We Must Disrupt the School-to-prison Pipeline

By Nancy Skinner, EdSource

CREDIT: ALISON YIN / EDSOURCE

CREDIT: ALISON YIN / EDSOURCE

Despite recent efforts to reduce California’s prison incarceration rates, severe racial disparities persist in our criminal justice system. According to a report last month by the Public Policy Institute of California, African-American males account for 28.5 percent of the state’s male prison population, despite the fact that black men make up just 5.6 percent of the state’s adult males.

African-American women and Latinos are also significantly over-represented in state prisons.

Recent research strongly suggests that one way to reduce these disparate racial outcomes is to disrupt the school-to-prison pipeline. Data show that black and brown youth are far more likely to be suspended from school than their white peers and long-term studies have revealed that students who are suspended for at least 10 days are less likely to graduate and more likely to be arrested and incarcerated by their mid-20s.

According to the 2018 report, “Get Out: Black Male Suspensions in California Public Schools,” by professors at UCLA and San Diego State University, research has shown that African-American males “are over-criminalized in society and this translates into experiences in school where they are singled out for punishment, over-regulated for minor innocuous actions, or misidentified when no wrong-doings occurred.” In fact the suspension rate for black males in California schools is 12.8 percent compared to 3.6 percent for all students.

The problem intensifies as young black students transition to grades 4-8. The school suspension rate for black male students jumps from 6.2 percent in K-3 to 14.4 percent in grades 4-6 and 21.2 percent in seventh and eighth grades.

While there are many categories of suspensions, a substantial percentage of them for black students are for “willful defiance,” a subjective catch-all for actions such as when a student refuses to remove a hat or hoodie or is disruptive in class. According to the Get Out report, among black male students, defiance suspensions represent 14.91 percent of all suspensions in grades 4-6 and 20.81 percent in grades 7-8.

Some supporters of willful defiance suspensions argue that banning them will deprive school teachers and administrators of an important classroom-management tool. They contend that sometimes the only way to restore order is to remove a disruptive student from campus.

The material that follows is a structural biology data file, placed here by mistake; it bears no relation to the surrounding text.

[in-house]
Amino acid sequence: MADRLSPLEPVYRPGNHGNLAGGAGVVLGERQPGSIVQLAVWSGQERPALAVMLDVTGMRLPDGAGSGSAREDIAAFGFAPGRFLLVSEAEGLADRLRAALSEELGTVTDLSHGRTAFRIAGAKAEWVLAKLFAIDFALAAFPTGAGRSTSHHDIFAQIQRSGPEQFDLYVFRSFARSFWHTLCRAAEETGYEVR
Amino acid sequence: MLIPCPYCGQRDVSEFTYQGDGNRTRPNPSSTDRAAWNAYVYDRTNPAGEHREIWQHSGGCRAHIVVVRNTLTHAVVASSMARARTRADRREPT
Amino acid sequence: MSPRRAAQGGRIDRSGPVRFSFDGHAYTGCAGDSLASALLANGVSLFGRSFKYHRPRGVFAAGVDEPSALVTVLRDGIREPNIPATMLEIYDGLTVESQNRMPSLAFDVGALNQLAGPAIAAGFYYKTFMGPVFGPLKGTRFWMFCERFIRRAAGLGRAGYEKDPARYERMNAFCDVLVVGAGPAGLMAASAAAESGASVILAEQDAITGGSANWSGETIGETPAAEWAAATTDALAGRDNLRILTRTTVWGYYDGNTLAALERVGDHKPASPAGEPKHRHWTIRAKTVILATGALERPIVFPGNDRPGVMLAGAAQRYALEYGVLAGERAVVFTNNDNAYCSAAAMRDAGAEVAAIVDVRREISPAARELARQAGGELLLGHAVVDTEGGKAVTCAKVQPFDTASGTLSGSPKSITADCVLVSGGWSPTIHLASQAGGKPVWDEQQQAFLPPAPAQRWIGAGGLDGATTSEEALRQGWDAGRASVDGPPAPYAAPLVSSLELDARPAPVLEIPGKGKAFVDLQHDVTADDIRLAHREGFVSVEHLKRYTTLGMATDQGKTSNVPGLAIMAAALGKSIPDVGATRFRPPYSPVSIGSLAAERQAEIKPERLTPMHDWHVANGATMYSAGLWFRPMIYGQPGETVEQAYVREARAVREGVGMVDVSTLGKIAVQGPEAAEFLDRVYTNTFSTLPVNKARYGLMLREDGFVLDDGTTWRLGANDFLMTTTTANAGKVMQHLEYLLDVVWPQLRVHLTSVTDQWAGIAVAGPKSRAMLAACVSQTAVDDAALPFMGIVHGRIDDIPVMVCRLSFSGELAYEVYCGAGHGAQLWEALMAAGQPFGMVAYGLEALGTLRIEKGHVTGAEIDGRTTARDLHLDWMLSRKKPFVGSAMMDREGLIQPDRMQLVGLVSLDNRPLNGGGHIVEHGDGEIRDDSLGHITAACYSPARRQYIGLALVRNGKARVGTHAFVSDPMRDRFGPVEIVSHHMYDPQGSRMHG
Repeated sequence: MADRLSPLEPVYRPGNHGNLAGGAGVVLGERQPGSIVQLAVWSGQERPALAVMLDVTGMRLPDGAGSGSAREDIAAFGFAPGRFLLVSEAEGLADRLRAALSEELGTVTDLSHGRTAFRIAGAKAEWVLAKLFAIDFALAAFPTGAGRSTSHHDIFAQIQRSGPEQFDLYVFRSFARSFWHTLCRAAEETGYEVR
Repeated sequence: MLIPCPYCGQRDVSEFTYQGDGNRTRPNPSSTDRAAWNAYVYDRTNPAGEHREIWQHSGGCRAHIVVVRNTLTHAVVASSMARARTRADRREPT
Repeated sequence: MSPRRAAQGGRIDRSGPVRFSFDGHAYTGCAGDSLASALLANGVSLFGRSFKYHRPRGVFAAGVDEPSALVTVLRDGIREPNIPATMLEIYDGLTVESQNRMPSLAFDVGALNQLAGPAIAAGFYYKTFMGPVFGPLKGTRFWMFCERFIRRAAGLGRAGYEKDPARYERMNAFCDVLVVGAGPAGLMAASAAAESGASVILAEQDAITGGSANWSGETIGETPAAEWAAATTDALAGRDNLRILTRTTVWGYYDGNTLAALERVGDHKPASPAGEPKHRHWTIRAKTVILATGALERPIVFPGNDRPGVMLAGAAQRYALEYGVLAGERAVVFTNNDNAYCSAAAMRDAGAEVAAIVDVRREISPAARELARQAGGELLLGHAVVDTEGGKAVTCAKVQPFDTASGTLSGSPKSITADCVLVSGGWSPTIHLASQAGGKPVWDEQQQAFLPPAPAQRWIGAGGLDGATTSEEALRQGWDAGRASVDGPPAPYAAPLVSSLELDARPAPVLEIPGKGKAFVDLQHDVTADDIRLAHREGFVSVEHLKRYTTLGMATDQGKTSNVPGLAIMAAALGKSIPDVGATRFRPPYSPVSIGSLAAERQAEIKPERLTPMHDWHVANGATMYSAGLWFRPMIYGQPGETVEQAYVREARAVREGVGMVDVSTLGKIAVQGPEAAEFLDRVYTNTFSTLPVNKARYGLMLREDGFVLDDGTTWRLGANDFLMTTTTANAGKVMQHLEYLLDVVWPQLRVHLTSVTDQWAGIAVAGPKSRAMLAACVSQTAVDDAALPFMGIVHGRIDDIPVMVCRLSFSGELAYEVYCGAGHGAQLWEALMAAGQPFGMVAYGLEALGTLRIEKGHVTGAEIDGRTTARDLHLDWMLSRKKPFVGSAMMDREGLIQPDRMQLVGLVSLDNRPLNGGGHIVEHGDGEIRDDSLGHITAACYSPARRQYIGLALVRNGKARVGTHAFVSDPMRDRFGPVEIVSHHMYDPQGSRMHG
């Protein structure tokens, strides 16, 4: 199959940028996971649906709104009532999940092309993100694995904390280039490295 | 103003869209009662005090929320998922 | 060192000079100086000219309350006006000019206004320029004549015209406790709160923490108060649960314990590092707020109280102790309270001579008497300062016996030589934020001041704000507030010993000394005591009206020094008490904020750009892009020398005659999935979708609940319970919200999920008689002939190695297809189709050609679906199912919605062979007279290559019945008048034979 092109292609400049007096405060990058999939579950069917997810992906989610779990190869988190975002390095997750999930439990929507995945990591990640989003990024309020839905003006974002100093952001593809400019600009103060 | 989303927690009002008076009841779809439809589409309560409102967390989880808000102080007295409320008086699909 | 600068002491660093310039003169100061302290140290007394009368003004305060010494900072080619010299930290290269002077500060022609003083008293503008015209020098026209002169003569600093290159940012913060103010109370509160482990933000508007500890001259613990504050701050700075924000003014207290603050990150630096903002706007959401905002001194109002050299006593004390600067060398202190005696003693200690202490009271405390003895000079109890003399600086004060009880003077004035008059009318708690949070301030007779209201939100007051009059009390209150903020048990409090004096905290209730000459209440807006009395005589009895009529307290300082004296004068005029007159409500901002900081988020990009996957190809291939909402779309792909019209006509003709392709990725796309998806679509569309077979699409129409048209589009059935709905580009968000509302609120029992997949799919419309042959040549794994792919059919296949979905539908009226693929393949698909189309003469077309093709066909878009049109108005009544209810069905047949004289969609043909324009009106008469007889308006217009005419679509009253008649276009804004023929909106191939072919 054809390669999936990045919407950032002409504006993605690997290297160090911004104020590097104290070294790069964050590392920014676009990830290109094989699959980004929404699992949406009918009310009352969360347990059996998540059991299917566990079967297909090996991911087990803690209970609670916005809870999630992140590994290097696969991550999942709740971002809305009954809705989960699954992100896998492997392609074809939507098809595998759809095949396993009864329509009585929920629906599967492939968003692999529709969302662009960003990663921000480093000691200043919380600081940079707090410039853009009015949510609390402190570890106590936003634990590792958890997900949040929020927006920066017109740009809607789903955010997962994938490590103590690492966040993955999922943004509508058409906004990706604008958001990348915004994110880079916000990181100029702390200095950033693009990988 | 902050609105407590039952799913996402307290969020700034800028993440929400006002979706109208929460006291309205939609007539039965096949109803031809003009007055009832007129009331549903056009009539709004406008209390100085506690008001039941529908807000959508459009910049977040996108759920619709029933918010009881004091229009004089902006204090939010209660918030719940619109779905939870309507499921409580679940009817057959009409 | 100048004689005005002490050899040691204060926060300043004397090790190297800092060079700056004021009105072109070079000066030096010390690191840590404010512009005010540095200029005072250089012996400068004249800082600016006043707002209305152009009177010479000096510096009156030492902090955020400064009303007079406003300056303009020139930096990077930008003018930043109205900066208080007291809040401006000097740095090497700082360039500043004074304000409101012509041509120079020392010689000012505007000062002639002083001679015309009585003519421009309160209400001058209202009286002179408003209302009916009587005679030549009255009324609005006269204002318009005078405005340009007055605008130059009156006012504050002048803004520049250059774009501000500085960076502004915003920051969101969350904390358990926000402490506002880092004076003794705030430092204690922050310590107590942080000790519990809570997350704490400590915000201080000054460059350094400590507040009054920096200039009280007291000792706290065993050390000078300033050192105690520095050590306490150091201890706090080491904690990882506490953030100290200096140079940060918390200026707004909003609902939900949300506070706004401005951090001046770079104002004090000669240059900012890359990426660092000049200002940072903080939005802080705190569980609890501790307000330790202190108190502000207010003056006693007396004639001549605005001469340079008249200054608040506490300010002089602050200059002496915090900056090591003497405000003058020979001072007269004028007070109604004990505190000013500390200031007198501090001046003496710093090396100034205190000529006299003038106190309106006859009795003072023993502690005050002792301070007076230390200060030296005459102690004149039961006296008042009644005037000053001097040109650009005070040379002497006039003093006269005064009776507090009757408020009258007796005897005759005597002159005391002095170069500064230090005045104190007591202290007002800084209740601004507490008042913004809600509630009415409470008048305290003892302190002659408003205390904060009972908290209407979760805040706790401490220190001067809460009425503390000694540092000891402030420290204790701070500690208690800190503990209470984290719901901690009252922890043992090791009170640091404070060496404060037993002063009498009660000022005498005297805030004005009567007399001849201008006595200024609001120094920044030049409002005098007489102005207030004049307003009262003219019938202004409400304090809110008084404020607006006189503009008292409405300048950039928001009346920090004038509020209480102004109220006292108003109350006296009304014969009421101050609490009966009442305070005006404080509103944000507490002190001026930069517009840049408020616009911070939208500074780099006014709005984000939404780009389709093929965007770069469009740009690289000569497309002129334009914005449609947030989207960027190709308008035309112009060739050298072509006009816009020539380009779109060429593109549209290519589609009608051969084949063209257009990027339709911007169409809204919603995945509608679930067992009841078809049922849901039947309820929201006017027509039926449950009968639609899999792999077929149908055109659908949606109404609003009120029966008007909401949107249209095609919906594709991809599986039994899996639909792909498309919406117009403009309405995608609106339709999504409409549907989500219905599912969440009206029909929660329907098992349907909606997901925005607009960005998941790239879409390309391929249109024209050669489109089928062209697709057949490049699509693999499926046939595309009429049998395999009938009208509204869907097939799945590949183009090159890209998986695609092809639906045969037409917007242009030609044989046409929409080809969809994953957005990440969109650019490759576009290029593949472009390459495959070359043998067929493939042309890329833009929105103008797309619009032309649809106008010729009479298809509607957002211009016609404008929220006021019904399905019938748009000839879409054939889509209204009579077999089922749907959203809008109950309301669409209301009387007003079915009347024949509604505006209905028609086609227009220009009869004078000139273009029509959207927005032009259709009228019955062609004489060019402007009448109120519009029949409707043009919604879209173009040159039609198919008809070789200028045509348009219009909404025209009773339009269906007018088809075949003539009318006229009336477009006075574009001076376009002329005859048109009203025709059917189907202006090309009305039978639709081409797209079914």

But there are other less punitive classroom-management tools that are effective. Some schools, for example, are increasingly adopting Positive Behavior Interventions and Support (PBIS) programs. PBIS clearly defines behavioral expectations, proactively teaches them and provides positive reinforcement for students who comply.

Supporters of willful defiance suspensions also greatly underestimate the impacts that such punishment can have on students of color and LGBTQ students, especially when they are suspended for behaviors that do not result in other classmates being suspended. According to a 2018 State University of New York study, “Educational and Criminal Justice Outcomes 12 Years After School Suspension,” for students of color, a suspension that is perceived to be unfair reinforces the belief that their school system is structurally racist.

And they might be right. Research has shown there’s no evidence that African-American over-representation in school suspensions is due to higher rates of misbehavior. In fact, according to a comprehensive 2018 report and a review of research by the U.S. Government Accounting Office, “implicit bias on the part of teachers and staff may cause them to judge students’ behaviors differently based on the students’ race and sex.”

Defiance suspensions can also spur more negative behavior and discipline. “After suspension, students may be labeled as ‘deviant’ or ‘troublemakers’ by school staff, peers and themselves. These labels may reduce students’ inhibitions to engage in further deviance because they may feel that others expect them to be deviant,” the SUNY report stated.

Some school districts, including San Francisco, Oakland and Los Angeles, have already banned willful defiance suspensions. However, under current state law, those bans do not extend to charter schools in those districts.

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Olivia McDowellComment